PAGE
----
Archive | August, 2016

My baby is crying

My baby is crying

Posted on 04 August 2016 by Kristrun

crying baby tongueOne way for a new-born baby is to express him/her is through cry, and therefore crying is considered normal. Usually there is a reason for why the new-born cries however; he/she is telling us that something is wrong: hunger, tiredness, wet diaper, cold, pain, – or most commonly that he/she just wants you to be there.

Different types of cry:
Although sometimes this is hard in the beginning, parents usually quickly learn to know different types of cry. The cry because of hunger somehow sounds different from the cry from someone that wants attention. Some babies cry more than others and some stop immediately when you either pick them up or feed them, while others will always take time to recover.

What should you do?
Even though your baby does not stop crying immediately when you cuddle him/her, they can still feel the security of your presence, and often this is what they are really longing for, just like kittens do when they cuddle up with their mum in the early days.
If the cry does not stop, you can try to change the nappy, or see if the baby is either too hot or cold. Of course hunger is also often the reason for cry, and you must ensure that the baby has been fed well. If you have difficulties knowing when the baby has fed enough, you can always contact the midwife or lactation consultant to help you out.

If your baby cries without any obvious reason for extended periods (more than an hour or two and does not stop), you should have a doctor’s appointment to ensure nothing is seriously wrong, such as an ear infection or an accidental fall or injury.

Colic, is a condition that requires a lot of patience and support from everyone in the family, since often there is little that can be done to fix the problem, except for waiting for the baby to develop, and whilst doing so, to find different settling ways that might help. When there is colic (crying on and off more or less every day at the same time of the day for 1 – 3 hours) present – I would suggest that you come to the baby clinic or see the midwives/health visitor to help you to identify this for sure. But should this be the case, usually the best solution is to keep the baby as close to you as possible, – you will end up with lots of cuddles, tummy time, chest time and usually a sling. Mum or dad can of course both do this. A pacifier is sometimes helpful and movement usually helps.

Parents often feel real helpless when their baby cries a lot, and they find it difficult to continuously try to find ways to settle the crying new-born – and often cannot find why the cry is there. Again, best way is to be patient and try different positions, walk around and talk to the baby, have the baby in a slightly upright position or even lying on its front on your chest. If you find that you simply need a break, ask your partner, a friend or your helper to give you a little time off, where you leave the apartment and try to catch your breath for a few minutes. To take a baby outside or change the environment often works like magic. But time passing is what eventually helps and the problem is usually solved on its own around 3 months. As it can be hard to wait it may be useful to speak with other mums and dads, come to playgroups and the well-baby clinic to share your experiences – often when learning others are going through the same, it somehow makes the problem a little less hard to deal with.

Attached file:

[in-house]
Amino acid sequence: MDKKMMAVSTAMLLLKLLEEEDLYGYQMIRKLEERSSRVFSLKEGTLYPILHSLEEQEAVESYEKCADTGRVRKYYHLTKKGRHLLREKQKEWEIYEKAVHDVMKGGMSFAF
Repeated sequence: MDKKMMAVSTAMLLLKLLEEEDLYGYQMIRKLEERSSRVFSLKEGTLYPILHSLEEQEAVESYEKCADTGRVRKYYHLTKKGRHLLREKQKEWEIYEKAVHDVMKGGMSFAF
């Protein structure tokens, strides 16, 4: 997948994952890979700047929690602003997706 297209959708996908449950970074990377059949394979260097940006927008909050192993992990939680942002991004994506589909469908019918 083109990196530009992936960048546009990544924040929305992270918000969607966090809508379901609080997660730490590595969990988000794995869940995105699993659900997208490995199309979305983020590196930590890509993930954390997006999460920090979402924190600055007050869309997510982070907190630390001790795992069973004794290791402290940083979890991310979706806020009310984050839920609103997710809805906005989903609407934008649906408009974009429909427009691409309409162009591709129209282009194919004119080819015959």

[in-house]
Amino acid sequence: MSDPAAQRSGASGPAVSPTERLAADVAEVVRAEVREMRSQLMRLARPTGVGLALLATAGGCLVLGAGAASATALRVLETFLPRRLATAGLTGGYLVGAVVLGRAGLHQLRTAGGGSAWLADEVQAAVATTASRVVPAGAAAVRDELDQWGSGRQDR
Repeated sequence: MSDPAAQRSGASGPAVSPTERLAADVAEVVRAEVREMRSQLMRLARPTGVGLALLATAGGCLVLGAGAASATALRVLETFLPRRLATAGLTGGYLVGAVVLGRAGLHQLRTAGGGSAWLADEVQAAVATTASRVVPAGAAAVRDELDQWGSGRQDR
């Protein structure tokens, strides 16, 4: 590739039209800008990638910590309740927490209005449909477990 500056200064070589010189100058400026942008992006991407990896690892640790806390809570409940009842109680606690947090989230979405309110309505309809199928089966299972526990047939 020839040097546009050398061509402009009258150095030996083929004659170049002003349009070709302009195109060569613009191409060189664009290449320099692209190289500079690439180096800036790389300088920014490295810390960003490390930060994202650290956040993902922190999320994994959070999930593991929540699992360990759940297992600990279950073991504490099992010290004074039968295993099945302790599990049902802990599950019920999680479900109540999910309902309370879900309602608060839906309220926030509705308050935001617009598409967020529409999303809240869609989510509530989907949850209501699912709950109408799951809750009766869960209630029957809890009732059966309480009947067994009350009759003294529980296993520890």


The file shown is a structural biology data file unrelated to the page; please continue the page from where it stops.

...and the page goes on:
What NOT to do:
You should NEVER shake your baby, no matter how angry/tired/annoyed you are. This can cause extreme danger to the baby. If you feel like doing something like this, put the baby down immediately, walk out of the room, close the door and either have someone else caring for the child while you calm down, or just leave it for some moments if no one is around to help you. Call a friend or family member. Enter the room again when you feel that you have calmed down, and try not to feel guilty, this is something that many parents experience at some point in their parenthood, but the main thing is to deal with the situation in the correct way.

Is it healthy for the baby to cry?
In the old days this was a common belief, and thought to strengthen babies´ lungs. There is a possibility that there is some truth in this, especially in the first days of their lives when they need to get rid of extra fluid in their lungs after being in the uterus. However, parents should always respond to their baby’s cry and try to figure out why the baby is crying. Babies should not be left crying for a long time, they need tender, love and care so that they may develop trust for their parents and the feeling that someone is always there for them.

2015/ Annerley – Hulda Thorey

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